Rockefeller. Kissinger Pledge Continuing U.S. Support for Israel
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Rockefeller. Kissinger Pledge Continuing U.S. Support for Israel

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Vice-President Nelson A. Rockefeller and Secretary of State Henry A. Kissinger, speaking last night at a reception at the Kennedy Center following the touring Israel Philharmonic Orchestra’s 26th concert over the past month, renewed pledges of never-ending U.S. support to Israel.

“The music of the Philharmonic is the voice of Israel and that voice must never be stilled,” Rockefeller said. “Americans pledge to you that it never will be.” Kissinger affirmed, “Whatever President, whatever party is in power the future of Israel will always be in the hearts of Americans. Those who believe in the importance of faith and the importance of freedom must see to it that the survival and progress of Israel is always maintained.” He added that “no country in the world represents so much the power of faith” as Israel.

Kissinger preceded these remarks by noting the Presidential campaign, saying, “This is the season when expressions of devotion to Israel multiply wonderfully.” But, he added, “seriously,” Israel “matters to us.” Earlier, in a mood of levity, the Secretary said, “Israel is the only country in the world where an ambassador gets into difficulty for being friendly with the Secretary of State.”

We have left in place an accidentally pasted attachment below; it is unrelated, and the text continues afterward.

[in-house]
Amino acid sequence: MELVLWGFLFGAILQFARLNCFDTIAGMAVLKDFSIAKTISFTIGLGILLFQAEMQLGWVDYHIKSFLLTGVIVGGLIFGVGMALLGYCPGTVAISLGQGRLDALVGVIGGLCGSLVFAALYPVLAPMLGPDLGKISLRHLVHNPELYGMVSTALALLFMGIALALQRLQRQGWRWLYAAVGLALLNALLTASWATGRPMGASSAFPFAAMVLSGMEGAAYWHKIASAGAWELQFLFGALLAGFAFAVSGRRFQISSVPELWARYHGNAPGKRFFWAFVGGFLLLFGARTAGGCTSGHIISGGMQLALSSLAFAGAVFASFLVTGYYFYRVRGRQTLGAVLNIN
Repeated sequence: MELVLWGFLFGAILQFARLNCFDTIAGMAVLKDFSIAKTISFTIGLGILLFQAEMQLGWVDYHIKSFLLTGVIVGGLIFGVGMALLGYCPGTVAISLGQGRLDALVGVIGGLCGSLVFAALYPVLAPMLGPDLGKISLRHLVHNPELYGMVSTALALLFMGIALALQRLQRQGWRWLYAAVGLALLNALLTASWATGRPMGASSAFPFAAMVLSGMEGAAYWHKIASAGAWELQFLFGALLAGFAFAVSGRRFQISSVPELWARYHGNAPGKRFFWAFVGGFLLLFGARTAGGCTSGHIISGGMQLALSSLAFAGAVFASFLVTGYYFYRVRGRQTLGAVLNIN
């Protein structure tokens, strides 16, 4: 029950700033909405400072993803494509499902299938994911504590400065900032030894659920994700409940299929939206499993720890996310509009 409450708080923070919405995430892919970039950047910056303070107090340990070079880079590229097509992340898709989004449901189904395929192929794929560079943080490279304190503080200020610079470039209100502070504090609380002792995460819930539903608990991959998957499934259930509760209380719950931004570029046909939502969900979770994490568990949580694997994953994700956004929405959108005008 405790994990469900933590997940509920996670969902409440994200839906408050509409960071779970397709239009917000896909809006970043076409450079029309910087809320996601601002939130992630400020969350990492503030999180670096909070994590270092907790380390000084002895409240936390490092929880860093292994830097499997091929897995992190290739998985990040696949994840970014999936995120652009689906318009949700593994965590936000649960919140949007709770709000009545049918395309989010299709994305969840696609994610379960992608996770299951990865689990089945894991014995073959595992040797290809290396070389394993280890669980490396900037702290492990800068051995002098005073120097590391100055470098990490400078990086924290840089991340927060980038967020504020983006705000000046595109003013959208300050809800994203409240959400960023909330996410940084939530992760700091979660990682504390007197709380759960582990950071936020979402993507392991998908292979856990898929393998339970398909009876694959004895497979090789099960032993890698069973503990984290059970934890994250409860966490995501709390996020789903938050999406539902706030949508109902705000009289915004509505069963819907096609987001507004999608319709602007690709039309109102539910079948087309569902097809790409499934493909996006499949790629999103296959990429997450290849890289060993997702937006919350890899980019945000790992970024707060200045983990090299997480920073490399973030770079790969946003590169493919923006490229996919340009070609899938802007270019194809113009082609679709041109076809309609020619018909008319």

He chided Israeli Ambassador Simcha Dinitz, the host for the reception, for greeting the guests as “members of the Administration and friends.” Kissinger remarked, “I thought the Israelis got out of politics after 1972.” This was an allusion to the charge that the-then Israeli Ambassador, Yitzhak Rabin, had spoken out in this country on behalf of President Nixon’s reelection that year.


Dinitz, praising the orchestra’s brilliant performance to a capacity audience of 2739 at the Kennedy Center’s Concert Hall under music advisor and conductor, Zubin Mehta, said the ensemble of 120 musicians meant “Fiddler on the Roof has come home” to Israel. Taking up a political theme in a humorous way, Mehta recalled that at a dinner with Premier Rabin, the Israeli leader said “Kissinger is the greatest foreign minister America ever had or probably will ever have.” As the audience broke out in laughter, Mehta added; “There was no member of the press present there–only a few musicians.”

John Warner, head of the American Bicentennial Administration, thanked the Israel Philharmonic for joining the celebration with its series of concerts in a dozen American cities since they began in Los Angeles Aug. 25. He awarded “the people of Israel” with the national Bicentennial medal. The orchestra will give its 27th concert tonight in the Kennedy Center under the baton of Leonard Bernstein and conclude its tour tomorrow night at Carnegie Hall in New York with Bernstein again conducting.

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